Thursday, July 12, 2007 | 7:26 a.m.
By the time Bryant Palazini's marriage was formally consecrated in the parking lot of a wedding chapel last weekend, he had been waiting outside for as many hours as his suit had pieces - three - and the brim of his wife's white hat had wilted and expired around her ears, like an exhausted upside-down doily.
The couple is one of several who regret their decision to marry on what was billed the luckiest day of the century: 7/7/07.
Instead, the date was a bridal running of the bulls that drew thousands of couples to long, winding wedding lines, with some results more successful than others.
The chapel Palazini chose, the Las Vegas Garden of Love, was so over booked, he said, that he and his agitated bride, Rosanne, agreed to join an 11 p.m. group wedding ceremony - seven couples wedged against a cinder block wall, with streetlights for ambience and coughing exhaust pipes for organ music.
At least Palazini got married.
Angela Williams had hired the Garden to whisk her and her husband-to-be in a limo from their house to Mount Charleston, where about 40 guests were waiting to witness the vows.
When the limo didn't show, the couple drove to the chapel - only to find a mob scene, "swearing and cussing and carrying on like something from Jerry Springer."
Williams spent two hours in the chapel parking lot, trying to get married, until she was unwilling to wait any longer for chapel staff to explain what would become of her wedding, with half her guests half way up a mountain.
She called the wedding off.
Then Williams and her fiance , Paul Mejia, headed to the dinner reception they had planned at the Olive Garden, where, without any wedding to celebrate, Williams wept into a plate of chicken fettuccine as friends tried to console her.
Williams and Mejia have eaten whipped cream strawberry wedding cake for dessert every night since. What else is the couple to do with a wasted wedding cake for 70?
Garden of Love manager Barbara Ludwig calls the outcry exaggerated, egged on by local TV , which aired home-movie footage of the mass marriage, then cut to close-ups of fuming couples. Now the chapel is getting hate mail that's more or less unprintable.
"We took care of our brides who came in here," she said. "We told them it was going to be a hectic day. What more can we tell them?"
Chapel staff agreed to do the mass wedding when it was demanded, she said. Only 10 of the 400 couples the Garden married Saturday - a turnout nearly four times greater than normal - have called to complain. This is proof the chapel isn't at fault, she said, and that any impatient people were an exception to the hundreds perfectly willing to wait for romance.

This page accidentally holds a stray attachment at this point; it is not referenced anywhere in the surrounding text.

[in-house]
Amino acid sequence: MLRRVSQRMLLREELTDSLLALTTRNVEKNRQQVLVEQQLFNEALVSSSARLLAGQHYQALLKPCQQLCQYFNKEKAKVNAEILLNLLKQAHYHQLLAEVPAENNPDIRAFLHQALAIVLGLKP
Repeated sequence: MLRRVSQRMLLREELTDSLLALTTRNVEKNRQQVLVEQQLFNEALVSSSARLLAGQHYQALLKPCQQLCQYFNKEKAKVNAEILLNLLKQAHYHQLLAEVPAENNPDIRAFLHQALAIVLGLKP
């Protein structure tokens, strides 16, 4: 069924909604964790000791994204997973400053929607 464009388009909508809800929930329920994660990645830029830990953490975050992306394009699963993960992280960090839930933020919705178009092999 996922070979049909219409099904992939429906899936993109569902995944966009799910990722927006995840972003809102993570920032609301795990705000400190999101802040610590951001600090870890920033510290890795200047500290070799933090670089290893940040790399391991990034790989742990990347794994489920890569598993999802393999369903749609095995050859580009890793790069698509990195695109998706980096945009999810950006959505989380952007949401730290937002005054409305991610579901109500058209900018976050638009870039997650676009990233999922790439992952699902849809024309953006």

"We called our couples and told them it was going to be like this," she said. "We are not liars."
None of the asphalt betrothed couples who spoke with the Sun say they were warned their weddings might start late. Nor were they picked up in limos as promised (some caught cabs, others carpooled). Only one of them even got inside the chapel - Heath McClain of Kansas, who slipped past bouncers at the door to suggest the mass wedding because their scheduled 9 p.m. nuptials were clearly in jeopardy.
"People were crying, makeup was melting, flowers were wilting," he said. "Something had to be done."
Outside, Palazini's not-yet-wife was weeping. Their 13 wedding guests were pacing the parking lot after arriving in a caravan of cars because their limo was a no-show.
Ludwig said limo service was not guaranteed.
Palazini's wedding party was still waiting at 10 p.m., wearing formal wear in 100-degree weather.
When McClain asked for a bottle of water after waiting outside for an hour, he said , he was pointed to a nearby hose. (That's just not true, an irate Ludwig said.)
Sometime after 10:30 p.m, a red-headed minister clutching what appears in the video to be a velvet-bound Bible appeared.
The ceremony concluded in three minutes, 28 seconds.
At that point, a California groom announced he was going to go get drunk and "win back some money that I just lost at this chapel."
But first, the various couples walked up to the chapel's drive-through wedding window, arranging for certified copies of their marriage licenses to be mailed home.
A few refunds have been given out, Ludwig said, though that doesn't mean there will be any more.
"The couples that were married? Why should we?" she said. "We did our job."
The Palazinis left town Monday without the photos they paid chapel staff to take. The newlyweds didn't want those memories.
McClain and his bride, Jennifer, flew back to Kansas on Wednesday. They say they see the humor in it.
Williams, meanwhile, has no plans to pick a new date.
"It's still just a little too fresh for me," she said.
But she has her wedding cake, and she'll eat it , too.